Okay. I’ve seen this enough to make me annoyed to the point of writing a post about it. I actually noticed this disturbing trend about a year ago, but struggled for a way to describe why it was so wrong, but I’ve got it thanks to Gary Vaynerchuk (@garyvee).
As I said, I started noticing this about a year ago when companies decided that it was finally cool to mention in all their ads that you could find them on Facebook and Twitter. Not understanding how social media works, most of these companies did the exact wrong thing. [Just for clarification, I’m talking about offline advertising here.] I know that you’ve all seen this before, but for illustration purposes, here’s what annoys me so much:
You’ve seen this before, right? Nothing out of the ordinary. It’s just a local company (with a killer tagline that I created of course) promoting their business in an ad including their presence on Facebook and Twitter. My hat’s off to them, as they’re using all the marketing channels available to them. Why Facebook or Twitter might make sense for a glass company isn’t the point of this post. No, I want to talk about those two menacing little icons on the bottom of this ad. What are they there for? Presumably, I’m supposed to go to Facebook and Twitter and look up Ralph’s. Let’s say I do take this huge leap, where the hell do I find Ralph’s on Facebook? I’m pretty sure it’s not going to be http://www.facebook.com/ralphs or http://www.facebook.com/ralphsglassanddoor. And if it’s not one of these, what is it? The way that Facebook search works, I’m pretty sure that it wouldn’t show up if I searched for “Ralph’s.” On Twitter, I know that it’s not going to be http://twitter.com/ralphs. So, how in the world do I find you on Twitter or Facebook? It’s one thing if you’re Red Bull and have a hugely popular page or account that has a super obvious URL or comes up first in search, but Ralph’s and the vast, vast majority of other companies aren’t Red Bull. You can also use the icons if this is an online ad where I can click the icons and be taken to your page or account, but I’m talking about offline ads where this is all too common. Now that I mentioned it, you’ll notice this in TV, print, and billboards (and it’ll probably really bother you).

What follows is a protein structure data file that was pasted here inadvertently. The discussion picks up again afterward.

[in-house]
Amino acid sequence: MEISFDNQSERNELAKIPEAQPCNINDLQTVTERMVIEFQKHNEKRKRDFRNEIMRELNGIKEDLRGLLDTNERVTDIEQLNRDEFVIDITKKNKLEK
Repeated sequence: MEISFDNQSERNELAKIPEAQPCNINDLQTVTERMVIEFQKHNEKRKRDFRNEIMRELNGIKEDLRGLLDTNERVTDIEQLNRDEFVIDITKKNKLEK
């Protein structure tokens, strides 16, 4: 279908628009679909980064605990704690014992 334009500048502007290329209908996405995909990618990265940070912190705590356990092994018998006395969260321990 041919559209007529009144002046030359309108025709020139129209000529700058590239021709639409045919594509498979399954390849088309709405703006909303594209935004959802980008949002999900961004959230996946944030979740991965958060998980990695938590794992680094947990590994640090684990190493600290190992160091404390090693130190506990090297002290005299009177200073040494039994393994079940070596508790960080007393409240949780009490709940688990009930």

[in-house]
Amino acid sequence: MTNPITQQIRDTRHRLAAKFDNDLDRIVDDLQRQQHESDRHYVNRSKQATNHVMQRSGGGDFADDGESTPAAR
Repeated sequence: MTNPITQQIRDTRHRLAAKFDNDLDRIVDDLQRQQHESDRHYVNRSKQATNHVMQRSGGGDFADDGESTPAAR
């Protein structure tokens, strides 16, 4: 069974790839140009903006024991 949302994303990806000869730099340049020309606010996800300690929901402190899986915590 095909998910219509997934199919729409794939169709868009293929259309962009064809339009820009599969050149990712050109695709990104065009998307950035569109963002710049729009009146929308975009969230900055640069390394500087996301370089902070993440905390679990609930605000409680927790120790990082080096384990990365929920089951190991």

This is a message not just to all the Mom and Pop shops out there. This message goes to every major brand in the world. Don’t do this.
Now, if I haven’t demonstrated why this is annoying and a poor use of advertising space yet, you probably need an analogy. This is where Gary V helped me. I heard his talk at SXSW this past year and he explained why this is such a poor practice with one simply analogy. If you don’t tell me where to find you on Facebook or Twitter and instead use an icon, it’s the exact same thing as doing this:
Compare this to the first version of the ad. See the problem with this? Would you do this?
Putting icons in your offline ads to represent your Facebook and Twitter accounts instead of actually listing the URLs is the exact same thing as using an icon of a phone in place of your actual phone number. It makes no sense. So, please stop doing this immediately.
EDIT: quick follow up…I decided to do a post in response to all the comments about how you SHOULD do this. Check out The Right Way to Publicize Your Facebook and Twitter Accounts.